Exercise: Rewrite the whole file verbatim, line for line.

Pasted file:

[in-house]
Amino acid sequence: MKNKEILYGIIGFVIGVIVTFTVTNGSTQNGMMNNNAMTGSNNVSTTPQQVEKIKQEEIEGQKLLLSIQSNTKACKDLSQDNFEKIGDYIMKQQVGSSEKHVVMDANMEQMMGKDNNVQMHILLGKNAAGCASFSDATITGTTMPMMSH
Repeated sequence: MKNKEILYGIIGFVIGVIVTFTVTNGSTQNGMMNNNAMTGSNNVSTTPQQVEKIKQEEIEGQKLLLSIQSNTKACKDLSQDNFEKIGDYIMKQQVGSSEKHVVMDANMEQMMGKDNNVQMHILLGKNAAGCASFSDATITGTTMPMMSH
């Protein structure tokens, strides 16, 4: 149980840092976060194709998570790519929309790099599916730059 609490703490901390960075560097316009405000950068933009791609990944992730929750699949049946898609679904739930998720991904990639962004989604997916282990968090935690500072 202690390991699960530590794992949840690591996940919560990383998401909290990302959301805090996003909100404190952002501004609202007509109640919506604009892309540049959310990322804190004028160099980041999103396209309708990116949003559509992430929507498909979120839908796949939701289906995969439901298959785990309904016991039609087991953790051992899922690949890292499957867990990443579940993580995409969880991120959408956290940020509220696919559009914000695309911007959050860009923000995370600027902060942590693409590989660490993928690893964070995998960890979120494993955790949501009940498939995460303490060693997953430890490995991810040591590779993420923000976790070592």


[in-house]
Amino acid sequence: MKNKEILYGIIGFVIGVIVTFTVTNGSTQNGMMNNNAMTGSNNVSTTPQQVEKIKQEEIEGQKLLLSIQSNTKACKDLSQDNFEKIGDYIMKQQVGSSEKHVVMDANMEQMMGKDNNVQMHILLGKNAAGCASFSDATITGTTMPMMSH
Repeated sequence: MKNKEILYGIIGFVIGVIVTFTVTNGSTQNGMMNNNAMTGSNNVSTTPQQVEKIKQEEIEGQKLLLSIQSNTKACKDLSQDNFEKIGDYIMKQQVGSSEKHVVMDANMEQMMGKDNNVQMHILLGKNAAGCASFSDATITGTTMPMMSH
């Protein structure tokens, strides 16, 4: 149980840092976060194709998570790519929309790099599916730059 609490703490901390960075560097316009405000950068933009791609990944992730929750699949049946898609679904739930998720991904990639962004989604997916282990968090935690500072 202690390991699960530590794992949840690591996940919560990383998401909290990302959301805090996003909100404190952002501004609202007509109640919506604009892309540049959310990322804190004028160099980041999103396209309708990116949003559509992430929507498909979120839908796949939701289906995969439901298959785990309904016991039609087991953790051992899922690949890292499957867990990443579940993580995409969880991120959408956290940020509220696919559009914000695309911007959050860009923000995370600027902060942590693409590989660490993928690893964070995998960890979120494993955790949501009940498939995460303490060693997953430890490995991810040591590779993420923000976790070592």